I like this map. What do the various points represent? (No. 33, No. 34 etc.) Forts? And what was the point in time for this map? I'm curious to know how this line might have changed over the course of the campaign, and where the various assaults took place. I know there are folks here who know these details, but my knowledge is pretty sketchy, and you offered to do some teaching!

Roy B.
 

thomas aagaard

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Denmark
So when an army surround castle/fort on land, but cant cut its line of communication by ship... is that then not a siege?

If the attacker is spending days to drag up siege artillery building a camps and expecting this to take weeks or even month, then I say Siege is a fitting word.
And that would use one set of tactics. And the engineer officers would be critical.

Similar for the defender. Are you planning for a big battle that take a day or maybe two?
Or planning for how to preserve combat ability over the next few month.

Iam sure Lee, McClellan and others would have called Sevastopol during the Crimean war for a siege... despite the allied never cutting Russian supply lines.
How about Toulon, when Napoleon first made his name?

Yes investment is a very high priority, but I would say that military history is full of sieges where this was not done... or only partly done.

Then with the great war, think become a little harder, since a lot of methodic and tactics used for sieges became the norm... and not something you only use for specie occasions.
 

bschulte

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Roy and others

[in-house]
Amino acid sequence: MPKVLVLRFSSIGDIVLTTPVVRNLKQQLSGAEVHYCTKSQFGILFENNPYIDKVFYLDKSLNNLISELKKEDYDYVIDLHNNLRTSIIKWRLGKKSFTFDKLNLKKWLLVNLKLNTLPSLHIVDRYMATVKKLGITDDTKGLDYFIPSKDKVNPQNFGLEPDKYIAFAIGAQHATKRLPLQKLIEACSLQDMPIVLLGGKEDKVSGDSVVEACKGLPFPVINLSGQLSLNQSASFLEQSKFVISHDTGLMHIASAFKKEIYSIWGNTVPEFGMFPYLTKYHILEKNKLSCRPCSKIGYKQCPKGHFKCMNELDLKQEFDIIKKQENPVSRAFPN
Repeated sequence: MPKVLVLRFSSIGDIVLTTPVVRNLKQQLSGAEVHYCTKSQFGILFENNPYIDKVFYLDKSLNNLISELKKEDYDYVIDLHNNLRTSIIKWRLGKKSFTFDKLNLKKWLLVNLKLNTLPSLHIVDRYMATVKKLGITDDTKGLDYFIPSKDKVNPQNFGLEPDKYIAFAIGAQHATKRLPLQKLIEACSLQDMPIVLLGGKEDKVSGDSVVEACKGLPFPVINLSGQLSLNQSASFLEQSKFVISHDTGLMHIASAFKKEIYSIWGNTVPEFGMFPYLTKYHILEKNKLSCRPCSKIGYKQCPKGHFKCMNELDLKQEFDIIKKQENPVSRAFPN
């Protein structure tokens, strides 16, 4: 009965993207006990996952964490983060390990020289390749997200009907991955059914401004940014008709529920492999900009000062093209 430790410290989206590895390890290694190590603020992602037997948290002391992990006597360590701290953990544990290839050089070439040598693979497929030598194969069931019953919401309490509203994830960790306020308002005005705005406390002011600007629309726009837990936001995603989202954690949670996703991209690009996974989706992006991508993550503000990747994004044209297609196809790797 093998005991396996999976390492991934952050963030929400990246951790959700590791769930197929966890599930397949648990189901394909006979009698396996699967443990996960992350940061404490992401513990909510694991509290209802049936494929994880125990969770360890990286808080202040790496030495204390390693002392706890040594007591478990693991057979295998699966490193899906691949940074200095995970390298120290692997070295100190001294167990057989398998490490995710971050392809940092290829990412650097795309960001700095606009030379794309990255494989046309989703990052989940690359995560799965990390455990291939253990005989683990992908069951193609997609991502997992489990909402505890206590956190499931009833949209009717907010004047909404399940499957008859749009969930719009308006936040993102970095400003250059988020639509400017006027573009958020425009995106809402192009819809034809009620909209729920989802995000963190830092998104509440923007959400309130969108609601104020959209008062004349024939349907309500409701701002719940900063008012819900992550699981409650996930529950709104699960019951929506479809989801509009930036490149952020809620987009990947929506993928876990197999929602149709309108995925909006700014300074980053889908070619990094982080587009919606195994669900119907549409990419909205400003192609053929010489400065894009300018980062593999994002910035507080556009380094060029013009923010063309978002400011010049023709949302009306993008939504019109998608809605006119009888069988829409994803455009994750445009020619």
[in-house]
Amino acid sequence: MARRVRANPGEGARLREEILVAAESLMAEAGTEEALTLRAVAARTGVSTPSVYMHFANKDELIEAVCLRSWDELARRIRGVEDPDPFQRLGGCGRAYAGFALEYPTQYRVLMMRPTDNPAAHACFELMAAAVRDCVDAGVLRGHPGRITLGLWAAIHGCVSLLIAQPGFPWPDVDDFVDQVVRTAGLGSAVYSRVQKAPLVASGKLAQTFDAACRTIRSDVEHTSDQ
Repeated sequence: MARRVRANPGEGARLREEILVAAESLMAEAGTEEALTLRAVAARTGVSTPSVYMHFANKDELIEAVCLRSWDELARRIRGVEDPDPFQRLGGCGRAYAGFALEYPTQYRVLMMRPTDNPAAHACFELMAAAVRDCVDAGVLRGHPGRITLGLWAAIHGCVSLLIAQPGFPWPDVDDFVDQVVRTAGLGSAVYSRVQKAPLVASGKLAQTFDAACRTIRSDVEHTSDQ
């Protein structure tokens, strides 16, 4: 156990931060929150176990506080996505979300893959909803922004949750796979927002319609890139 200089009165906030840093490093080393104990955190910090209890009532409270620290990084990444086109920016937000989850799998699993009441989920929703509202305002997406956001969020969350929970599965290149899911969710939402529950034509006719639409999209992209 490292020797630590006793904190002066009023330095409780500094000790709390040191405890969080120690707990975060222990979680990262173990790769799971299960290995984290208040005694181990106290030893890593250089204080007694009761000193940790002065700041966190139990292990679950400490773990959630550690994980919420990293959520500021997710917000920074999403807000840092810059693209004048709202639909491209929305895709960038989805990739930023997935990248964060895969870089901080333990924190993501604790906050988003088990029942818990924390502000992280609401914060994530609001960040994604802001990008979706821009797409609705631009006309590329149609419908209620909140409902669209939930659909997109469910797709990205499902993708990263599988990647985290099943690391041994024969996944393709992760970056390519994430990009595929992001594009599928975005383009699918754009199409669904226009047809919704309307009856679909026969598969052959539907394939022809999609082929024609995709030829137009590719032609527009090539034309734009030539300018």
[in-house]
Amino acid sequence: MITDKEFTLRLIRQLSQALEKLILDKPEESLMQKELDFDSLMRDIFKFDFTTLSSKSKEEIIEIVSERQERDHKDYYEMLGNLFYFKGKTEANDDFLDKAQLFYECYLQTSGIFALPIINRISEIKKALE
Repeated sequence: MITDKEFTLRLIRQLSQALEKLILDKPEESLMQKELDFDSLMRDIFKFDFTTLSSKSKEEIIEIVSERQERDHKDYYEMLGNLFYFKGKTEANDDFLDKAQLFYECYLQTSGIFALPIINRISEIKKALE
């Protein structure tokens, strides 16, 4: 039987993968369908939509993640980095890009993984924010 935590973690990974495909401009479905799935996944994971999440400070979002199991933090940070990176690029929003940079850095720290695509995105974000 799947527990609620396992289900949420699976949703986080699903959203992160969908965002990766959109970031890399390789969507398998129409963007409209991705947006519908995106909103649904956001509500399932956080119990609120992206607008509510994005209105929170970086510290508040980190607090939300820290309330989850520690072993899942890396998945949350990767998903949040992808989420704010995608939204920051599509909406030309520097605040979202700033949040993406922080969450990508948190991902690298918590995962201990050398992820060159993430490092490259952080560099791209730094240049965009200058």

I just photographed this map which shows the Dommock line. Please let me know if you can read it and if you have any questions. I plan to send you more maps soon

Bryce

View attachment 385441
Bryce is having trouble with his account right now due to the email address he uses having an issue. He is working to get the email address (and by extension his posting privileges here) fixed. In the meantime, he asked me to mention that the map he posted above is "sideways." That is, North is to the upper left. See the arrow just above the scale in the lower right corner of the map.
 

jrweaver

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Dec 9, 2020
So when an army surround castle/fort on land, but cant cut its line of communication by ship... is that then not a siege?

If the attacker is spending days to drag up siege artillery building a camps and expecting this to take weeks or even month, then I say Siege is a fitting word.
And that would use one set of tactics. And the engineer officers would be critical.

Similar for the defender. Are you planning for a big battle that take a day or maybe two?
Or planning for how to preserve combat ability over the next few month.

Iam sure Lee, McClellan and others would have called Sevastopol during the Crimean war for a siege... despite the allied never cutting Russian supply lines.
How about Toulon, when Napoleon first made his name?

Yes investment is a very high priority, but I would say that military history is full of sieges where this was not done... or only partly done.

Then with the great war, think become a little harder, since a lot of methodic and tactics used for sieges became the norm... and not something you only use for specie occasions.
That's a very good point! A siege is really based on a set of tactics, and I must agree with you that while investment is a very high priority, it should not be considered a requirement for an attack to be called a siege. I think that intent is the key here - whether or not that intent is accomplished. Thank you for clarifying that in my mind!
 

Joseph A. Rose

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How many non-sieges, in your opinion, have been incorrectly called sieges during the Civil War, in its entirety?